Trade and tariffs
Our work on trade and import tariffs makes it easier for New Zealand exporters to trade with other countries, and maintains fair market competition.
Trade barriers may be created by rules, including policies and regulations, put in place by governments. They can make it costly or difficult to export to a particular market. You might experience these as ‘red tape, ‘roadblocks’ or ‘costs of doing business’.
The barriers can arise with any type of export from food to digital goods and services.
- administrative procedures
- quantity restrictions (such as quotas)
- licensing requirements
- privacy requirements
- board director requirements
- price controls
- product labelling requirements
- phytosanitary or technical regulations and standards
- procurement rules
- data storage requirements
Help available to break the barriers
The Ministry of Business Innovation and Employment (MBIE) and other government agencies can help with trade barriers. We may be able to reduce, resolve or even prevent them from happening. That might be by holding government to government discussions – where officials talk through the issues with overseas agencies. Or it might be through longer-term free trade agreement negotiations.
Some barriers can be cleared up quickly, but others can take years to resolve. It depends on their nature and the willingness of the foreign partner to sort them out. Some may never be resolved for reasons beyond New Zealand’s control.
Sometimes these trade barriers exist for good reasons – for example, regulations to protect public health or the environment. In those cases, foreign governments may agree that New Zealand’s regulations provide equivalent protection, reducing the need to go through two processes. Or they may improve their regulations so they meet their purpose without impeding free trade.
Who to contact
If you’re a manufacturer, and you’re facing regulator restrictions on your exports such as standards, rules in selling to foreign governments, or other restrictions blocking you from exporting, contact the Ministry of Business, Innovation and Employment (MBIE).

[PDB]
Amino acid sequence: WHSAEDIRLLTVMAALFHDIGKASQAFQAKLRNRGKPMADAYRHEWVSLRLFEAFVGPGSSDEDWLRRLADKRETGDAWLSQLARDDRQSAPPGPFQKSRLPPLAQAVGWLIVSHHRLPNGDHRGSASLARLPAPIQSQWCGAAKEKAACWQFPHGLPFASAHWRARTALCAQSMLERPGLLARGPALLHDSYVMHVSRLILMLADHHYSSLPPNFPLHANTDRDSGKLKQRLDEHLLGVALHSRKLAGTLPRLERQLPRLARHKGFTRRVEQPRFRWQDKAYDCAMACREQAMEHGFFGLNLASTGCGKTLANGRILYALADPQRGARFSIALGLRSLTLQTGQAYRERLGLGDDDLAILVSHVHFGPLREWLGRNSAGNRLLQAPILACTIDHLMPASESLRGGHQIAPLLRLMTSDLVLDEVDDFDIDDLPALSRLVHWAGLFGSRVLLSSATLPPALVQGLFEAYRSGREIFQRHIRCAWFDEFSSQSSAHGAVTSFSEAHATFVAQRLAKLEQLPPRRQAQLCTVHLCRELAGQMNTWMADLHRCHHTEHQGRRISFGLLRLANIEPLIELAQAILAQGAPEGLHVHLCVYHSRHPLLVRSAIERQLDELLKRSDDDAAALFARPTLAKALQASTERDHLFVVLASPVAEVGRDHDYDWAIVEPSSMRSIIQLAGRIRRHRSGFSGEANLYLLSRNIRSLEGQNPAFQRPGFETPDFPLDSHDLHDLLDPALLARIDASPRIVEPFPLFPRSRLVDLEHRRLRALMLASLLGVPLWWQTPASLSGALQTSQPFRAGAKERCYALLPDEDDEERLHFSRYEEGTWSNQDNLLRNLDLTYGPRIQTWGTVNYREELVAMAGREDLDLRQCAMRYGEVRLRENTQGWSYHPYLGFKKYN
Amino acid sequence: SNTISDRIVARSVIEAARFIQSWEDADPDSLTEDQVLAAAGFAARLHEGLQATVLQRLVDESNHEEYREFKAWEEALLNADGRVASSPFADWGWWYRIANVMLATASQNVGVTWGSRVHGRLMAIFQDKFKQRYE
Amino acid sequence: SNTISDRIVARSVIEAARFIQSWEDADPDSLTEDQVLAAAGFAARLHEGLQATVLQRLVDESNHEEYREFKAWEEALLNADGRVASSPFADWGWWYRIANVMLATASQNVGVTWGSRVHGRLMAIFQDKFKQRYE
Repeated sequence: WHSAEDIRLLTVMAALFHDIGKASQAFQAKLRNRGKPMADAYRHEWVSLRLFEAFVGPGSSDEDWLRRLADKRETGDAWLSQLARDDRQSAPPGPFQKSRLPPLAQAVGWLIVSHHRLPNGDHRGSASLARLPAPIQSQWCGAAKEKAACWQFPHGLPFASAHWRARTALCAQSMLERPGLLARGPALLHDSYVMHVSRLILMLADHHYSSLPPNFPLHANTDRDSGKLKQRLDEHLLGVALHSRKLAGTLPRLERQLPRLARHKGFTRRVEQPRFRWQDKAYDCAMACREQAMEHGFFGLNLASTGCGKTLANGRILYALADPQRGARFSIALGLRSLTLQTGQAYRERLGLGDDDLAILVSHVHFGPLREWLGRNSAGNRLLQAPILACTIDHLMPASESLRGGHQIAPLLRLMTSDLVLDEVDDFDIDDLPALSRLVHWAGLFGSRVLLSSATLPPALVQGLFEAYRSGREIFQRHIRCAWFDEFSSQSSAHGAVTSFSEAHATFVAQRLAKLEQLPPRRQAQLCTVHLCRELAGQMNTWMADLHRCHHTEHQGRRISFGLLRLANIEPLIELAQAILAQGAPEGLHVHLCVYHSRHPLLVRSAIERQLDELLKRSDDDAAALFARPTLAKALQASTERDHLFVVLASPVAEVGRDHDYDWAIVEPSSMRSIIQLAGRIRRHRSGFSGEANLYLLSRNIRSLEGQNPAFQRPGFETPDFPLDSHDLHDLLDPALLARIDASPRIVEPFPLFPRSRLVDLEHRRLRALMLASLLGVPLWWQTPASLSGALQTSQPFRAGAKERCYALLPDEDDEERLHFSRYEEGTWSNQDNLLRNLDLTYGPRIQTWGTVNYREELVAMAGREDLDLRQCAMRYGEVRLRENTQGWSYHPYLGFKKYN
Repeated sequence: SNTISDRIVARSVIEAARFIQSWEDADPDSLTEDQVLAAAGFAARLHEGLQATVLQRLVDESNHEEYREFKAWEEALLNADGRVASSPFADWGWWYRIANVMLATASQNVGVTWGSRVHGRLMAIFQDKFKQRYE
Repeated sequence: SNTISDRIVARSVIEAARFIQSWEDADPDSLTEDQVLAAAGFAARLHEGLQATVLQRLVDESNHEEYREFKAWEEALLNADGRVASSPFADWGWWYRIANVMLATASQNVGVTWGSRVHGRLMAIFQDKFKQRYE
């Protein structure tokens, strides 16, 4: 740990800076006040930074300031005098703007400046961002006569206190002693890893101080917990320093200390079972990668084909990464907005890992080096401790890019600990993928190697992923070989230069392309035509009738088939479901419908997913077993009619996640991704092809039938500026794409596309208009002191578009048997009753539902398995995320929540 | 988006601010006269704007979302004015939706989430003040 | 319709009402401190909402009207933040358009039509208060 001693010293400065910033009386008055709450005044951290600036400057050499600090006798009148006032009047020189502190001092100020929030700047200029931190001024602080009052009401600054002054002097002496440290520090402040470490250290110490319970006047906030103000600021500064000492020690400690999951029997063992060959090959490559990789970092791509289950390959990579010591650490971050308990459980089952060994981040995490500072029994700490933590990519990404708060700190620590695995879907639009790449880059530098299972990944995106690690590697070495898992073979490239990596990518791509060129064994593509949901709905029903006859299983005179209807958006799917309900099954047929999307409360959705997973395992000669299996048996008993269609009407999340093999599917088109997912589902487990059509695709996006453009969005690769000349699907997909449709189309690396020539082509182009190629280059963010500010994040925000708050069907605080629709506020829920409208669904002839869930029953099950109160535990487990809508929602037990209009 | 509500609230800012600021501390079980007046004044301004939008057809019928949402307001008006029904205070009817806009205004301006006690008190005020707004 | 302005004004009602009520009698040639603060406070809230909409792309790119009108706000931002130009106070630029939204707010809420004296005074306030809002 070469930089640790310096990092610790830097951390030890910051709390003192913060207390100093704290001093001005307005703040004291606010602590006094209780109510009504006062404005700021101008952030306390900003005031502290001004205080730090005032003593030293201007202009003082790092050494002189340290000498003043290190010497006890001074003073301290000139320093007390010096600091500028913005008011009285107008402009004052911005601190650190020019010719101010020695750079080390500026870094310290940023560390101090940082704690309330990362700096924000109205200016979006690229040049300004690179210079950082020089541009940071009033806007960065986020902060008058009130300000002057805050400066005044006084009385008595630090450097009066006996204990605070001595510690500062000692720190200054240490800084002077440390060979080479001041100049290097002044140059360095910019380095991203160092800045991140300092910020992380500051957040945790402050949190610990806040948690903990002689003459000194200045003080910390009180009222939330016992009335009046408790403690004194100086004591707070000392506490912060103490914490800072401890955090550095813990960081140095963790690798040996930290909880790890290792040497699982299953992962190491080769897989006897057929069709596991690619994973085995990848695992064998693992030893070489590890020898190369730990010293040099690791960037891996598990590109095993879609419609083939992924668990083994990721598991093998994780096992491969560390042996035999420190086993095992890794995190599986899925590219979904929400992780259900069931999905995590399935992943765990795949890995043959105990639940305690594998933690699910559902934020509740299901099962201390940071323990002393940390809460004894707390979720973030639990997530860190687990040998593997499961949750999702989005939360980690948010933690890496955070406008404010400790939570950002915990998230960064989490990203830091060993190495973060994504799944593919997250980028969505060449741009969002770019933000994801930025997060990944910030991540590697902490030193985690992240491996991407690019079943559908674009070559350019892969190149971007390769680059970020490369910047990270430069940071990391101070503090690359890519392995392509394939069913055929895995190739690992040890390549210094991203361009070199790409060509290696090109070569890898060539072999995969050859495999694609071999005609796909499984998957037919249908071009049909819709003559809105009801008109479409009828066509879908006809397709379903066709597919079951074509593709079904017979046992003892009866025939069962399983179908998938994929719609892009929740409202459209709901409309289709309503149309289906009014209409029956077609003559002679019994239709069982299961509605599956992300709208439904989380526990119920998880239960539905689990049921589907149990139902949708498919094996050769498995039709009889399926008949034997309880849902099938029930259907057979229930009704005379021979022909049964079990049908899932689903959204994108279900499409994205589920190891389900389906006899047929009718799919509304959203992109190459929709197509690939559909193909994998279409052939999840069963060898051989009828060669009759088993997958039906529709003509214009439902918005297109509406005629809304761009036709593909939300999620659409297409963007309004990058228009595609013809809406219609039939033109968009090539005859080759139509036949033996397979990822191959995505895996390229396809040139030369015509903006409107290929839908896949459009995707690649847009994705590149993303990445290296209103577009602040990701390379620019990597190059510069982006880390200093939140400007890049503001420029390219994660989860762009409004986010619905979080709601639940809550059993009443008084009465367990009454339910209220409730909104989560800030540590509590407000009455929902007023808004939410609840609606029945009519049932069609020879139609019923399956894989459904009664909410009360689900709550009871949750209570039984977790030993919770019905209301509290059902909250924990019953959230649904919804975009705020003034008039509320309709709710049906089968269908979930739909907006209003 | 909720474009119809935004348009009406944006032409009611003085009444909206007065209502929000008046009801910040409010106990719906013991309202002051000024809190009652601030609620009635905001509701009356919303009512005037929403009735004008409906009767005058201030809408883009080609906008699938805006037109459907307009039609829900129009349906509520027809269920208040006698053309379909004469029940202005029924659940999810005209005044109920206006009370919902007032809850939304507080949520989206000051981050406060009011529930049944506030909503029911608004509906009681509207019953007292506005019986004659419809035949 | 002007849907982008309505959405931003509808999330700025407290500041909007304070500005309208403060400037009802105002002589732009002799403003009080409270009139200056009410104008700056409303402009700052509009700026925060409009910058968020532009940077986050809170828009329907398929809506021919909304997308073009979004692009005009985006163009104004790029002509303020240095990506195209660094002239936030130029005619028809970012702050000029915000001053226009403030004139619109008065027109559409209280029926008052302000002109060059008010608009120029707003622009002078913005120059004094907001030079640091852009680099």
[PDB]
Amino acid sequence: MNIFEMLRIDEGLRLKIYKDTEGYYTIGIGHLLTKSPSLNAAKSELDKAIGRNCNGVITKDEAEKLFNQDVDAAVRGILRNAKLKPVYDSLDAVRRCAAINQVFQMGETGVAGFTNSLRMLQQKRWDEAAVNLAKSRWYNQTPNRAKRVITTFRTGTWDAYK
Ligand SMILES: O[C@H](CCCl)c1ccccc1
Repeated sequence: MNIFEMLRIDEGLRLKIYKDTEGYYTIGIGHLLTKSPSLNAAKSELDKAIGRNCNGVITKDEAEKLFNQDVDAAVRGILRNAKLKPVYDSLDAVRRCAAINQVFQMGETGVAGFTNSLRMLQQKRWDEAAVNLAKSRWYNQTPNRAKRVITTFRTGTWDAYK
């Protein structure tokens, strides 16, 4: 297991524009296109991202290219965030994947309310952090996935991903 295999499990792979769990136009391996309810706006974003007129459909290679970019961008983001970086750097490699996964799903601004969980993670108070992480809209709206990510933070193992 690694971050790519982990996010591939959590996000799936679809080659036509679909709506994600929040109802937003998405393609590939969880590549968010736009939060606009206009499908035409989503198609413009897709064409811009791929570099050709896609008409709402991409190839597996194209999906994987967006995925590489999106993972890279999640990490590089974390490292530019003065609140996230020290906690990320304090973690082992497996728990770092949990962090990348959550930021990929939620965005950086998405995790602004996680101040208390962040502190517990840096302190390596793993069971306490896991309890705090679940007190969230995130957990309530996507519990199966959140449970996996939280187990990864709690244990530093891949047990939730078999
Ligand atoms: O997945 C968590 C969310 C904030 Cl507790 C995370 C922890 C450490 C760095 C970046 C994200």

Email | email@example.com
Other types of exporters should contact the relevant New Zealand government agencies for help with trade barriers.
If you export education services, including teaching international students in New Zealand or overseas, and face barriers such as licensing requirements, investment and foreign ownership restrictions or qualifications recognition, contact Education New Zealand for help.
Email | firstname.lastname@example.org
Website | Education New Zealand
Services and investment
If you are a service provider or investor and encounter barriers such as foreign equity caps, data storage requirements or procurement rules that are unfairly preventing you from exporting your services offshore, get in touch with the Ministry of Foreign Affairs and Trade (MFAT) for assistance.
Phone | MFAT Exporter helpline 0800 824 605
Email | email@example.com
Website | Ministry of Foreign Affairs and Trade
Food and primary industries
If you’re facing trade barriers for your food or primary sector exports – for food safety and standards or animal welfare – contact the Ministry for Primary Industries (MPI).
Phone | 0800 00 83 33
Email | firstname.lastname@example.org
Customs can help with advice on a range of export issues including border clearance issues, tariff classification, and rules of origin. Contact New Zealand Customs.
Email | email@example.com
Trade barriers clearing house
For additional information on barriers to trade; for trade barriers not covered above; or you are unsure where to register your issue, the below site can help. Inquiries registered will be directed to the agency best able to assist.
Website | www.tradebarriers.govt.nz
Duties called tariffs are placed on some imported goods to protect New Zealand manufacturers. Find out what imported goods currently have tariffs.
A look at the framework and systems to support New Zealand manufacturers and businesses to trade with other countries.
We administer New Zealand's trade remedies to maintain fair levels of import competition for domestic manufacturers.